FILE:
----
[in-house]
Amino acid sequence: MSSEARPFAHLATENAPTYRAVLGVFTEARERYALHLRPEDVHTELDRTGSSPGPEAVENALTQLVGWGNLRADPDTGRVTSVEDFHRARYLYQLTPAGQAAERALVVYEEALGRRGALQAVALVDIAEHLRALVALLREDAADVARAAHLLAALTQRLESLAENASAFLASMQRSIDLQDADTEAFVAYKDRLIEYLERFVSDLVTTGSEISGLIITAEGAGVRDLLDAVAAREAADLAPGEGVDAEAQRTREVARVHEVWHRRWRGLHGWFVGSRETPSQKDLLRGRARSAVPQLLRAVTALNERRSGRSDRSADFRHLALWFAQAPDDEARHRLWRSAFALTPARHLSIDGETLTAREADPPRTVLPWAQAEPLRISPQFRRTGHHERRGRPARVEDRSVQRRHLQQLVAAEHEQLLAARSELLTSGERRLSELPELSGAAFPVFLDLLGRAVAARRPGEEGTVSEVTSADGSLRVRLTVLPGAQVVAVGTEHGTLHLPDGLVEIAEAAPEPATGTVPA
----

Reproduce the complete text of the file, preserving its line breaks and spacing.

[in-house]
Amino acid sequence: MSSEARPFAHLATENAPTYRAVLGVFTEARERYALHLRPEDVHTELDRTGSSPGPEAVENALTQLVGWGNLRADPDTGRVTSVEDFHRARYLYQLTPAGQAAERALVVYEEALGRRGALQAVALVDIAEHLRALVALLREDAADVARAAHLLAALTQRLESLAENASAFLASMQRSIDLQDADTEAFVAYKDRLIEYLERFVSDLVTTGSEISGLIITAEGAGVRDLLDAVAAREAADLAPGEGVDAEAQRTREVARVHEVWHRRWRGLHGWFVGSRETPSQKDLLRGRARSAVPQLLRAVTALNERRSGRSDRSADFRHLALWFAQAPDDEARHRLWRSAFALTPARHLSIDGETLTAREADPPRTVLPWAQAEPLRISPQFRRTGHHERRGRPARVEDRSVQRRHLQQLVAAEHEQLLAARSELLTSGERRLSELPELSGAAFPVFLDLLGRAVAARRPGEEGTVSEVTSADGSLRVRLTVLPGAQVVAVGTEHGTLHLPDGLVEIAEAAPEPATGTVPA